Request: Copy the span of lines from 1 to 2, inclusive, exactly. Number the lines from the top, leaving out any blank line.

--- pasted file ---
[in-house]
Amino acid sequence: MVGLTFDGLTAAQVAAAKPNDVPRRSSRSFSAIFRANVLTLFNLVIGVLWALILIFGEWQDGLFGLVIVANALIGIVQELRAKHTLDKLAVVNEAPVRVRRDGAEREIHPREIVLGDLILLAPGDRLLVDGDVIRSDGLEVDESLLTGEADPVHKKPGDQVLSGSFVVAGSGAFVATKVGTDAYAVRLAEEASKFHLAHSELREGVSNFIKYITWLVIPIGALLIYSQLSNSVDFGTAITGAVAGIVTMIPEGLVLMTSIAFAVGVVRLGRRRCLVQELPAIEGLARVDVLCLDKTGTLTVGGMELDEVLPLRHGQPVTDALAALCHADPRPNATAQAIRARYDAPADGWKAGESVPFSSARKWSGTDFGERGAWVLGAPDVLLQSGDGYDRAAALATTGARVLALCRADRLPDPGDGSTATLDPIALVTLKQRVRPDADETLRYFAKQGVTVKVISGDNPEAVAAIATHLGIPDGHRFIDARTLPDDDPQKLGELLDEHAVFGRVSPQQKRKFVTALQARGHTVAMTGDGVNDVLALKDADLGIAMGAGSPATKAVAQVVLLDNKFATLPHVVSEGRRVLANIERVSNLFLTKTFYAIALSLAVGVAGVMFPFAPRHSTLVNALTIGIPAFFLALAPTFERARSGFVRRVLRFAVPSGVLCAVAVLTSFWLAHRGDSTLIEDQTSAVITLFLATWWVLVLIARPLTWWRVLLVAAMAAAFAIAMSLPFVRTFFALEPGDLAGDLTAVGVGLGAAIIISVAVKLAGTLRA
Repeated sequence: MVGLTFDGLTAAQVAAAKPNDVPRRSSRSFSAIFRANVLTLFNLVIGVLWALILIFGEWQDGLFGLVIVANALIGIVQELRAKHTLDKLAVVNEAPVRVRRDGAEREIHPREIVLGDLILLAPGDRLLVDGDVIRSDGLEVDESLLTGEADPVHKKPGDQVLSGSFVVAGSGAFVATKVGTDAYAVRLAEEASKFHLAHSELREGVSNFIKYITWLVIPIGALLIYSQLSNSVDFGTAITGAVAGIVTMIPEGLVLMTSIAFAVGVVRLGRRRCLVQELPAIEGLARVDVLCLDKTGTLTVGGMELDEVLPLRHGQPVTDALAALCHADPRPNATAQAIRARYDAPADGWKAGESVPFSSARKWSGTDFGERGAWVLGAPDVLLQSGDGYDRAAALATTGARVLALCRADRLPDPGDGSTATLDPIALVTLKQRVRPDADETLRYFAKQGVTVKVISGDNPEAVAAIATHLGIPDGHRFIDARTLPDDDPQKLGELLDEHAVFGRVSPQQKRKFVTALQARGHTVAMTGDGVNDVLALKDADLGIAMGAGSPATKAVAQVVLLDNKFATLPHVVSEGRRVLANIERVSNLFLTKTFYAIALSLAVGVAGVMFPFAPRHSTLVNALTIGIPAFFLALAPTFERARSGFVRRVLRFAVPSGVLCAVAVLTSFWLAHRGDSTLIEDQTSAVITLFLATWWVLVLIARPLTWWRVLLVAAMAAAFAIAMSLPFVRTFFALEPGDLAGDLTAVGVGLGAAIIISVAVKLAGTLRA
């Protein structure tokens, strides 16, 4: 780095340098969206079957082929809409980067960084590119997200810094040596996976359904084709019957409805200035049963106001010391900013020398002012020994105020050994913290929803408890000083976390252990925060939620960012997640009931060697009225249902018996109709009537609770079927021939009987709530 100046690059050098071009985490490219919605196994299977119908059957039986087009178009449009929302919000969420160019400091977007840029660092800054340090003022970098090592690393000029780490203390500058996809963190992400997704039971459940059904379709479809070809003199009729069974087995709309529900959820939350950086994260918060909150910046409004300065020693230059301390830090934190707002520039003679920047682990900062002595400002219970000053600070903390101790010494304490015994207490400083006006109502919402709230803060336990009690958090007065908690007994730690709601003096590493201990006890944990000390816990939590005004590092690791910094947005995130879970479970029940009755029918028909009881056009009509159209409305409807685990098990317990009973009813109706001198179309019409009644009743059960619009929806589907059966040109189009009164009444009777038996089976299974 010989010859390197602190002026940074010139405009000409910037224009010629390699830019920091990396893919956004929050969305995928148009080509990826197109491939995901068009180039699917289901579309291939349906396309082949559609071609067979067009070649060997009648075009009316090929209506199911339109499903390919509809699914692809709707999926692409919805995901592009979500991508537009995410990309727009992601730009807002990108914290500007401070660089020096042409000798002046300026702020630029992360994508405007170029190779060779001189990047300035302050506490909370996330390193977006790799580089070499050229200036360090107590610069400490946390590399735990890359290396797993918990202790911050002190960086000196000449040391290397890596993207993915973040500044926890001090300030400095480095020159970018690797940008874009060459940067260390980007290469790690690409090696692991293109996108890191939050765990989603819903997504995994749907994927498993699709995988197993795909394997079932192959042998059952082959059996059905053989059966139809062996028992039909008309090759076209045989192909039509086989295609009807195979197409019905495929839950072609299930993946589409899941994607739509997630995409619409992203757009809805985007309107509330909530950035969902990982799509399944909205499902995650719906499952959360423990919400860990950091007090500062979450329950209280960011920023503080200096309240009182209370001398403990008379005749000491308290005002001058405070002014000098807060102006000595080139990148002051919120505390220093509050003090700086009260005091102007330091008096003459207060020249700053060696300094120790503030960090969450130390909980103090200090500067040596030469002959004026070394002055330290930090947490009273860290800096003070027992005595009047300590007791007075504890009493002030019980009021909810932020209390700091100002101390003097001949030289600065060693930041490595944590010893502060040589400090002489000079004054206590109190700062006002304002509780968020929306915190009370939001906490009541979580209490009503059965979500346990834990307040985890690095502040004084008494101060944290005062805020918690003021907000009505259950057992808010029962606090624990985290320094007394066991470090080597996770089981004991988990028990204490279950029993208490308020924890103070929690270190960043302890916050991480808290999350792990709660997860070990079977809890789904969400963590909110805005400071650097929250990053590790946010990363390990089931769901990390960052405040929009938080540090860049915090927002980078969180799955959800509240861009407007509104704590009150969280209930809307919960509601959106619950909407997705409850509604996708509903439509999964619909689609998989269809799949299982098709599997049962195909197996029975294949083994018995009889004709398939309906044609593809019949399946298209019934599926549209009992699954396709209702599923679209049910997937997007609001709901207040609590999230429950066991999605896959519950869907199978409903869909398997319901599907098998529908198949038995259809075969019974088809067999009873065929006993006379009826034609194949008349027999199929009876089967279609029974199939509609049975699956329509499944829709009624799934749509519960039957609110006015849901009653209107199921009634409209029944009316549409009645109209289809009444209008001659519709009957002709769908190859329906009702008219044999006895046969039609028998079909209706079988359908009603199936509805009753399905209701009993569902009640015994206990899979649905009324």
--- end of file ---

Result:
[in-house]
Amino acid sequence: MVGLTFDGLTAAQVAAAKPNDVPRRSSRSFSAIFRANVLTLFNLVIGVLWALILIFGEWQDGLFGLVIVANALIGIVQELRAKHTLDKLAVVNEAPVRVRRDGAEREIHPREIVLGDLILLAPGDRLLVDGDVIRSDGLEVDESLLTGEADPVHKKPGDQVLSGSFVVAGSGAFVATKVGTDAYAVRLAEEASKFHLAHSELREGVSNFIKYITWLVIPIGALLIYSQLSNSVDFGTAITGAVAGIVTMIPEGLVLMTSIAFAVGVVRLGRRRCLVQELPAIEGLARVDVLCLDKTGTLTVGGMELDEVLPLRHGQPVTDALAALCHADPRPNATAQAIRARYDAPADGWKAGESVPFSSARKWSGTDFGERGAWVLGAPDVLLQSGDGYDRAAALATTGARVLALCRADRLPDPGDGSTATLDPIALVTLKQRVRPDADETLRYFAKQGVTVKVISGDNPEAVAAIATHLGIPDGHRFIDARTLPDDDPQKLGELLDEHAVFGRVSPQQKRKFVTALQARGHTVAMTGDGVNDVLALKDADLGIAMGAGSPATKAVAQVVLLDNKFATLPHVVSEGRRVLANIERVSNLFLTKTFYAIALSLAVGVAGVMFPFAPRHSTLVNALTIGIPAFFLALAPTFERARSGFVRRVLRFAVPSGVLCAVAVLTSFWLAHRGDSTLIEDQTSAVITLFLATWWVLVLIARPLTWWRVLLVAAMAAAFAIAMSLPFVRTFFALEPGDLAGDLTAVGVGLGAAIIISVAVKLAGTLRA